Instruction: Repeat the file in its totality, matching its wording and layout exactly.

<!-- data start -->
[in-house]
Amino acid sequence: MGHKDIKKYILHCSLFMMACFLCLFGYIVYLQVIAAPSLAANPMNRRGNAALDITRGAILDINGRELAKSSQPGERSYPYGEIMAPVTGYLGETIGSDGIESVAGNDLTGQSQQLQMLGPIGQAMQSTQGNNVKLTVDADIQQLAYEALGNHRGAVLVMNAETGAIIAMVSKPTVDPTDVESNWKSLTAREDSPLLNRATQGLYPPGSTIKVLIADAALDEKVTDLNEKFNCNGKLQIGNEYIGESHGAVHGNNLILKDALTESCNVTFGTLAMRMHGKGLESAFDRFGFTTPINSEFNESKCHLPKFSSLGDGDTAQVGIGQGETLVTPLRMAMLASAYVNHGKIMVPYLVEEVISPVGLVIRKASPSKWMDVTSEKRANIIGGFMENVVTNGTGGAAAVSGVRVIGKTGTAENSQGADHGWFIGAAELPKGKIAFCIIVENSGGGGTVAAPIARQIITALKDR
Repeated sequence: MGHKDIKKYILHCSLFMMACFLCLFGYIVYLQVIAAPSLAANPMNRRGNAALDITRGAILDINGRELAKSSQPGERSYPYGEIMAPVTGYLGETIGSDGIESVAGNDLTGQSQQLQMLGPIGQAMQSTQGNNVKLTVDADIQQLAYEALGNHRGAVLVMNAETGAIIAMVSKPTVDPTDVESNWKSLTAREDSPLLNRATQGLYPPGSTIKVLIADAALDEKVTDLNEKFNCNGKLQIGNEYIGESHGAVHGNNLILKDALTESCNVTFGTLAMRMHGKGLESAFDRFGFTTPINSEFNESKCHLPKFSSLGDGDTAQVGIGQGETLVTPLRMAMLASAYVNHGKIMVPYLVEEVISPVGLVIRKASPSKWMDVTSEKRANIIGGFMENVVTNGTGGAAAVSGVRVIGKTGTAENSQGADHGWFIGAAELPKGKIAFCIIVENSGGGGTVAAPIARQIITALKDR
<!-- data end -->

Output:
[in-house]
Amino acid sequence: MGHKDIKKYILHCSLFMMACFLCLFGYIVYLQVIAAPSLAANPMNRRGNAALDITRGAILDINGRELAKSSQPGERSYPYGEIMAPVTGYLGETIGSDGIESVAGNDLTGQSQQLQMLGPIGQAMQSTQGNNVKLTVDADIQQLAYEALGNHRGAVLVMNAETGAIIAMVSKPTVDPTDVESNWKSLTAREDSPLLNRATQGLYPPGSTIKVLIADAALDEKVTDLNEKFNCNGKLQIGNEYIGESHGAVHGNNLILKDALTESCNVTFGTLAMRMHGKGLESAFDRFGFTTPINSEFNESKCHLPKFSSLGDGDTAQVGIGQGETLVTPLRMAMLASAYVNHGKIMVPYLVEEVISPVGLVIRKASPSKWMDVTSEKRANIIGGFMENVVTNGTGGAAAVSGVRVIGKTGTAENSQGADHGWFIGAAELPKGKIAFCIIVENSGGGGTVAAPIARQIITALKDR
Repeated sequence: MGHKDIKKYILHCSLFMMACFLCLFGYIVYLQVIAAPSLAANPMNRRGNAALDITRGAILDINGRELAKSSQPGERSYPYGEIMAPVTGYLGETIGSDGIESVAGNDLTGQSQQLQMLGPIGQAMQSTQGNNVKLTVDADIQQLAYEALGNHRGAVLVMNAETGAIIAMVSKPTVDPTDVESNWKSLTAREDSPLLNRATQGLYPPGSTIKVLIADAALDEKVTDLNEKFNCNGKLQIGNEYIGESHGAVHGNNLILKDALTESCNVTFGTLAMRMHGKGLESAFDRFGFTTPINSEFNESKCHLPKFSSLGDGDTAQVGIGQGETLVTPLRMAMLASAYVNHGKIMVPYLVEEVISPVGLVIRKASPSKWMDVTSEKRANIIGGFMENVVTNGTGGAAAVSGVRVIGKTGTAENSQGADHGWFIGAAELPKGKIAFCIIVENSGGGGTVAAPIARQIITALKDR